Pixeldust Studios, an Emmy Award-winning digital animation, visual design, and production company with studios in Washington, D.C. and New York City, has produced 200 animated sequences that will be featured throughout the new, five-part, mini-series event “Alien Deep with Bob Ballard,” premiering Sept. 16-17 on the National Geographic Channel.
To view a promo of this work, please see:
For “Alien Deep with Bob Ballard,” Pixeldust Studios was charged with conceiving and producing dramatic and highly detailed animations depicting everything from the depths of the Earth’s deepest seas, to landscapes on Mars. Rogue waves, ancient shipwrecks, dwellings for human beings built atop oil rigs and the Hawaiian Islands emerging from the Pacific Ocean are just a few examples of these compelling animated sequences.
ABOUT THE PROCESS:
Pixeldust Studios’ primary creative assignment for the “Alien Deep” project was
to create complex 3D and VFX shots and photo-realistic and stereoscopic animations that would seamlessly blend in with the overall vision of the Series Producer. These animations ranged from lighting up the deepest parts of the ocean, to riding the global ocean conveyor belt, to seeing the Hawaiian Islands teaming with underwater sea life, to depicting human beings settled on Mars. The most significant challenges were creating the range of ocean simulations that the Pixeldust team had to deliver, which ranged from calm water to the worst storm ever! Pixeldust artists also realized that creating shots that appear underwater and shots that appear in zero gravity/outer space are completely different challenges.
To accomplish these tasks, Ricardo Andrade and his team used bathymetric data to visualize the underwater topography in 3D. The team then rendered out 32bit EXR image sequences, which gave them the ability to completely control water depth and water density. Some other special techniques which were used during the CG work of special note were the fact that the team used a software called Realflow to generate the "Perfect Storm" water and ocean simulations. Rendering out 32 bit EXR files in separate passes (Color, reflection, refraction, foam), the team was also able to create realistic stormy oceans.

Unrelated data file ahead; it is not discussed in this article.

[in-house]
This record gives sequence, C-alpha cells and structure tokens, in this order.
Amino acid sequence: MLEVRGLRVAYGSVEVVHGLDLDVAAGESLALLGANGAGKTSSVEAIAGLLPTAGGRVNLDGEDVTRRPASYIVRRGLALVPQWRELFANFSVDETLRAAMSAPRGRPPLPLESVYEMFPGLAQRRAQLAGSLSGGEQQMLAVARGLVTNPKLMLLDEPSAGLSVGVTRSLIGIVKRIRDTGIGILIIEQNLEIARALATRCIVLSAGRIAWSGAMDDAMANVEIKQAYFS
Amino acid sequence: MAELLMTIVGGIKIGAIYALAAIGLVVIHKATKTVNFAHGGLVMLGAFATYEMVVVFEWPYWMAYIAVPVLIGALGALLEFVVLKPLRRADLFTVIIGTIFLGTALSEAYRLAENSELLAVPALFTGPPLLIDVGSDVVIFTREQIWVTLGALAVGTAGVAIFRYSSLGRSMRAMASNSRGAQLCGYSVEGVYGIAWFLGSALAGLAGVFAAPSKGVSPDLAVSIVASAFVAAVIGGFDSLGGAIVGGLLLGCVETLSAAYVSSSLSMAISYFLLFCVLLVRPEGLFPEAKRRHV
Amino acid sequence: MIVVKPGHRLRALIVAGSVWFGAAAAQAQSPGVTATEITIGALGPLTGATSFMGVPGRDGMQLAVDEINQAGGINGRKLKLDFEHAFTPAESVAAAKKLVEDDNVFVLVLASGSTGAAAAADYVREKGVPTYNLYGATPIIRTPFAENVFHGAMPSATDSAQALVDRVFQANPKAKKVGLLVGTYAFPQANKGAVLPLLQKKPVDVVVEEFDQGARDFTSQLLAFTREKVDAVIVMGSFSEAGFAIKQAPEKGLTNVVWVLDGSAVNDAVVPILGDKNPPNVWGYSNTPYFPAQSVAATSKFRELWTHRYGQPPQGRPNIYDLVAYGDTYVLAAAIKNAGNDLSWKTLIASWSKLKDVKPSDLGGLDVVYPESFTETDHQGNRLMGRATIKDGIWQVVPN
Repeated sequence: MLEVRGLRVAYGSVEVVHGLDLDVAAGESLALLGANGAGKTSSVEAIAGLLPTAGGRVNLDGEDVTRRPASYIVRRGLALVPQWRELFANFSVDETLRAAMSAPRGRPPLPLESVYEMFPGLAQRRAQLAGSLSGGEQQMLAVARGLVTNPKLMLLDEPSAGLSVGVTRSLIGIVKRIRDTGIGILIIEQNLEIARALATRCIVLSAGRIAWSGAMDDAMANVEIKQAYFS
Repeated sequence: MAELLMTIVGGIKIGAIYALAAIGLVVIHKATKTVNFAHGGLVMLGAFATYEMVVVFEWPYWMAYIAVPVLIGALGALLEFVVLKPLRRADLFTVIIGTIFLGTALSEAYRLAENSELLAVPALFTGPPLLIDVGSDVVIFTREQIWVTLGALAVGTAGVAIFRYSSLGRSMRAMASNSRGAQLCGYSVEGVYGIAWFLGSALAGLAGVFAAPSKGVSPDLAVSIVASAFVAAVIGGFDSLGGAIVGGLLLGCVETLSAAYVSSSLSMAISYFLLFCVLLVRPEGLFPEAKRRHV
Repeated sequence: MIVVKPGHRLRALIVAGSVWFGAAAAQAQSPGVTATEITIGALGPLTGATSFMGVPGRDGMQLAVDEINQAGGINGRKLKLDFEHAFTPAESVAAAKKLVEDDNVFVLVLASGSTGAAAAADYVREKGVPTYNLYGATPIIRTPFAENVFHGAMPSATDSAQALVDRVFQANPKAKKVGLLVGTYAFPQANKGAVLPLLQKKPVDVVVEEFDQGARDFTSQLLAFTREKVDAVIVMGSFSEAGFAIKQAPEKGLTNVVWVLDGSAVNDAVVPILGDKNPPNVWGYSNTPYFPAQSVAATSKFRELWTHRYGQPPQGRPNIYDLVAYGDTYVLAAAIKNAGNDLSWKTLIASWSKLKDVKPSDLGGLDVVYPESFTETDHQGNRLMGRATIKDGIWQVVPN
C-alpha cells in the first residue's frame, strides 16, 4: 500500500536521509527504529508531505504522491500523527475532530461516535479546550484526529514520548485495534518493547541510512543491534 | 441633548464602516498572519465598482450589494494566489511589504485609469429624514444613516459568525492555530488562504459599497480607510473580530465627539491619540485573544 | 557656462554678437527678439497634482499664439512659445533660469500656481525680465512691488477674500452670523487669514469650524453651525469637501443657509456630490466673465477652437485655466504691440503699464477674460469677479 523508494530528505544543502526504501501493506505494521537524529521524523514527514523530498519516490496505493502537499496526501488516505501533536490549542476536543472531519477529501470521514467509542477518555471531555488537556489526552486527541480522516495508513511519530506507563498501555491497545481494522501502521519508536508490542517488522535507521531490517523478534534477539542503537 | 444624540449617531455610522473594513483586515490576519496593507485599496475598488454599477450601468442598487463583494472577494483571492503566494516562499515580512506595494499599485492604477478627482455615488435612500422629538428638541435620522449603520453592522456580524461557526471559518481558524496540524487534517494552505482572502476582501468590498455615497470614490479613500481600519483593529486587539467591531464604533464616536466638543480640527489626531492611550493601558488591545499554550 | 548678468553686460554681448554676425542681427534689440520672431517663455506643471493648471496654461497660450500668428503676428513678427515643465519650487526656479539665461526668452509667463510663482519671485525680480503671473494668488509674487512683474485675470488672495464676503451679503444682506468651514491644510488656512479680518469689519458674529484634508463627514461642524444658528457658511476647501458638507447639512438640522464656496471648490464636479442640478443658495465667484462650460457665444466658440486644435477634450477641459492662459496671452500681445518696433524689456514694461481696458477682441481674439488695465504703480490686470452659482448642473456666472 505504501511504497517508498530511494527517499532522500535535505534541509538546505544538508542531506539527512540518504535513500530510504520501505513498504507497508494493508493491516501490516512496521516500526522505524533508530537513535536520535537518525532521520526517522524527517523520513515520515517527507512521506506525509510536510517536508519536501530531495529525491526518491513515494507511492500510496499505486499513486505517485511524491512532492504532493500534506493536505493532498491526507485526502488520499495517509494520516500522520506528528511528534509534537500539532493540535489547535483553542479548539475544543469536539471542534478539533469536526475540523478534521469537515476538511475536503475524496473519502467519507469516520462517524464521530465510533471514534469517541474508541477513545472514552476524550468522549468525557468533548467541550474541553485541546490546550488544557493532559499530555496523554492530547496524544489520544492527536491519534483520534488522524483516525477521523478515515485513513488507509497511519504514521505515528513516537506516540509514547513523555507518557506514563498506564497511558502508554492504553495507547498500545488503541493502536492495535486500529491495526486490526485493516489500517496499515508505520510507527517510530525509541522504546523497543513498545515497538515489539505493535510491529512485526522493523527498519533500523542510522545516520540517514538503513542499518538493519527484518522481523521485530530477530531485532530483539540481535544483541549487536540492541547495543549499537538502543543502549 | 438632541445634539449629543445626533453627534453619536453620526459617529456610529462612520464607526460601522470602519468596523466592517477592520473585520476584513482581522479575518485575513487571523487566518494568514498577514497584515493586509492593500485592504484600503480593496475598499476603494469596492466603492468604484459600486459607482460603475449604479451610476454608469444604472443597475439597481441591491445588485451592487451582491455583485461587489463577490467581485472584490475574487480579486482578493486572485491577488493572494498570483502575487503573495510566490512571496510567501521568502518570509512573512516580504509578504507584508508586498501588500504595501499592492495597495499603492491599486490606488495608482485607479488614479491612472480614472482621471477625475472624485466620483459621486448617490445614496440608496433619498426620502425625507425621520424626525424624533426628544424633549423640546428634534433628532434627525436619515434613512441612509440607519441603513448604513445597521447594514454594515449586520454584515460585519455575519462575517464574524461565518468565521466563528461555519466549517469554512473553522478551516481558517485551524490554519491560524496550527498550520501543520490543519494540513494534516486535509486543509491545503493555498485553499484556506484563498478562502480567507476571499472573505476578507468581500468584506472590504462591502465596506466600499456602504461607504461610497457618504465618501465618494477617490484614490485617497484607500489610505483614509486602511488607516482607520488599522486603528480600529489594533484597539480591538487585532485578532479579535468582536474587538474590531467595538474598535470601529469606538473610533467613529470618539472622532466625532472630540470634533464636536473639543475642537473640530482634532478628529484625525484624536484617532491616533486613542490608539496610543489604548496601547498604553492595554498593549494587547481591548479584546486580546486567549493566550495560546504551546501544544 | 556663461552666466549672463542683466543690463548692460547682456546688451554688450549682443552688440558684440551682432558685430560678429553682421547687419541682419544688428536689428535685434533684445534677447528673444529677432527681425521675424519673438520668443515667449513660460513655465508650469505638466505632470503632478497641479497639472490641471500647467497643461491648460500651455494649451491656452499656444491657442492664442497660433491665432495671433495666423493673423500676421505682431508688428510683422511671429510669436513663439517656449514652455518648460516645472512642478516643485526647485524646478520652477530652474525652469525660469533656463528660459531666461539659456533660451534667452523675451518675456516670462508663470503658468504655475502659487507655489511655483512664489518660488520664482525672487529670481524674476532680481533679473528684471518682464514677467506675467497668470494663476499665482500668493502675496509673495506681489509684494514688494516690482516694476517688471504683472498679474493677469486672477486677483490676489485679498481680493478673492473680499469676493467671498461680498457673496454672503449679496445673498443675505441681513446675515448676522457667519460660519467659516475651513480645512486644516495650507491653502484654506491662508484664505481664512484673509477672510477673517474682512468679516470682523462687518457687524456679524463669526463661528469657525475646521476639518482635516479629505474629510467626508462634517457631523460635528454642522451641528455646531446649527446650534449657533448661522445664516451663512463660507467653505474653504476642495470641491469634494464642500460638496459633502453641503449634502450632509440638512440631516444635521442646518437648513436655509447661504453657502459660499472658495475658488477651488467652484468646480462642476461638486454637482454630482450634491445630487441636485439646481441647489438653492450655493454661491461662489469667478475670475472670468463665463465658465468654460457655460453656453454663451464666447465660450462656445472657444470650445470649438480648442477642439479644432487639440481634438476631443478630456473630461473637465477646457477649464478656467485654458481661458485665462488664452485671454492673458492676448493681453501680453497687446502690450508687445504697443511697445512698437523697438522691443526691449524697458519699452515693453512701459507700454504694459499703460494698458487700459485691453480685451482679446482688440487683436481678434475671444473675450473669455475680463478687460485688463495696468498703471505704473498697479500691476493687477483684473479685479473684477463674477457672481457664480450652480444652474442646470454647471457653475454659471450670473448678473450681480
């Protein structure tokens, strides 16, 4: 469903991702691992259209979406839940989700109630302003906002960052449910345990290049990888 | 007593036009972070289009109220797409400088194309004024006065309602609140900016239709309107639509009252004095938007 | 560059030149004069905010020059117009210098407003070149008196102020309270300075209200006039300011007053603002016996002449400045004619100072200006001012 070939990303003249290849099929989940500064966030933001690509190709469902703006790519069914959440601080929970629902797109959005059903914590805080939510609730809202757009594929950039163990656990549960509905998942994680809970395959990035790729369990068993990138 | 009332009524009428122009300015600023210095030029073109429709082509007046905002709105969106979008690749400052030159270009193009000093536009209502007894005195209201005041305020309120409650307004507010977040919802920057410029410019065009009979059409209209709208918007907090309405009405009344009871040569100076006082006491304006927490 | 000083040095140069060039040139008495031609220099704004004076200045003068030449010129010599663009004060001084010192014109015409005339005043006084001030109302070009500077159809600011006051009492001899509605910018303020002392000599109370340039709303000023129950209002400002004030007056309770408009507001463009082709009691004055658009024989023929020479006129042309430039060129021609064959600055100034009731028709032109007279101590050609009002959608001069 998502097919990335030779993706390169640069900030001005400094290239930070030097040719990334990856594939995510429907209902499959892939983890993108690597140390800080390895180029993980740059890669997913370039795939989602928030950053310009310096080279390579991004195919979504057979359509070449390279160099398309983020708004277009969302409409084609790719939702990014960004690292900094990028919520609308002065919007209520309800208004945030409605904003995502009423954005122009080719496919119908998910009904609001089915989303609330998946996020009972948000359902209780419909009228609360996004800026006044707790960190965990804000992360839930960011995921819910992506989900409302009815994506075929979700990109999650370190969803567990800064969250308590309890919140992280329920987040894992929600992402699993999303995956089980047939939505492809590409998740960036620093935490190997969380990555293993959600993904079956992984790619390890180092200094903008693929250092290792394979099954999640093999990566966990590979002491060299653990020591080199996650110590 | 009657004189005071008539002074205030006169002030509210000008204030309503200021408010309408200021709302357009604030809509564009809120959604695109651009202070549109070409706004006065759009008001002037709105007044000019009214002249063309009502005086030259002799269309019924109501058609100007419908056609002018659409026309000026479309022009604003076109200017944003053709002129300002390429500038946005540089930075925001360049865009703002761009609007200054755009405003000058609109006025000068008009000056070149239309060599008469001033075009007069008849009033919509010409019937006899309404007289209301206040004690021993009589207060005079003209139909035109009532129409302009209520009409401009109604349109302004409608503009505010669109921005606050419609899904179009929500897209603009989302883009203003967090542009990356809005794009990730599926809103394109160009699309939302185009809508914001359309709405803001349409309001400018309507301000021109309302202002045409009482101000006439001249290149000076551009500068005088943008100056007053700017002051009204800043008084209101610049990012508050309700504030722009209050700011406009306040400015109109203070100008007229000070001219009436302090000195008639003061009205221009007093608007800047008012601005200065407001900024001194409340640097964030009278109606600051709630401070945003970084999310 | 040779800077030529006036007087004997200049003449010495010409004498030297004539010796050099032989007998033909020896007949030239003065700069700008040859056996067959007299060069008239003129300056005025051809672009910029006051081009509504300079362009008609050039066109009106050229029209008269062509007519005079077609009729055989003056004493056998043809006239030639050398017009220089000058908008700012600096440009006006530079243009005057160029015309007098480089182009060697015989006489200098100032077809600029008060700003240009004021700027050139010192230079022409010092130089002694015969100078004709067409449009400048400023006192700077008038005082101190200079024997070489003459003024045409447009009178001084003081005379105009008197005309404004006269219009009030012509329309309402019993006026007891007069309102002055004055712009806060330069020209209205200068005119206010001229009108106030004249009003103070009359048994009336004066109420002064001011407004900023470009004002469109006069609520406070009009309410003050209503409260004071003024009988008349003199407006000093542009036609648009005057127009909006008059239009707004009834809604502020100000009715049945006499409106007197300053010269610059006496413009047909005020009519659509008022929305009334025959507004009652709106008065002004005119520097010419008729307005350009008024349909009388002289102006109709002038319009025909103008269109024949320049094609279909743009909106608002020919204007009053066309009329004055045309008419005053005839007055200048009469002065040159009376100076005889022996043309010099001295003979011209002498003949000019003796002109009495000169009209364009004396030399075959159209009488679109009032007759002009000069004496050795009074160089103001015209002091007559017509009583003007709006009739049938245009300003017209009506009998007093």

The bathymetry data was enhanced with additional texturing and displacements in Pixeldust’s native softwares Maya and Vue. Use of specialized Gamecaster True Virtual 3d camera that syncs with native software (Maya) for animating cameras in the scenes. Use of Realwave dynamic systems inside Realflow to simulate rogue waves and splashes, rendered with native Mental Ray renderer. Finally use of EON-Vue to achieve open wide hawain shots and underwater shots with plant growth using Vue ecosystems. Above all these, Pixeldust made efficient use of Maya dynamics, particle systems, fluids and Mental Ray + Renderman rendering techniques.
Pixeldust Studios also utilized a Specialized Camera that was connected directly into Maya and recorded the camera operators movements, so they could be translated into a 3D scene. This gave the team control to create organic and natural camera moves. Hardware and software used by Pixeldust included Autodesk Maya 2013, Z-brush, Next Limit Realflow 2012, Eon Vue 10, Mental Ray (for rendering), Sytheyes, Nuke 6.3, After Effects CS5.5/6, and Photoshop, and Pixologic Zbrush 4.
“Ricardo and his team at Pixeldust Studios certainly had their work cut out for them with the large number of highly complex graphics required for this series,” comments Stephen Hunter, Executive Producer of the series for the National Geographic Channel. “Water replication is one of the most difficult things to accomplish with computer animation, so a great deal of work was involved to get everything right. The end result enhances the viewer experience of this ambitious documentary.”
Ricardo Andrade, Founder & Executive Creative Director of Pixeldust Studios, said, “The producers of this extraordinary mini-series presented us with an enormous wealth of data. We were challenged with translating some of this data into amazing, underwater landscapes. For example, we created a fly over of Hawaii with the islands emerging from the water, we recreated a number of historic shipwrecks from ancient Greek and Roman times, and we imagined futuristic dwellings on Mars in which human beings might live.”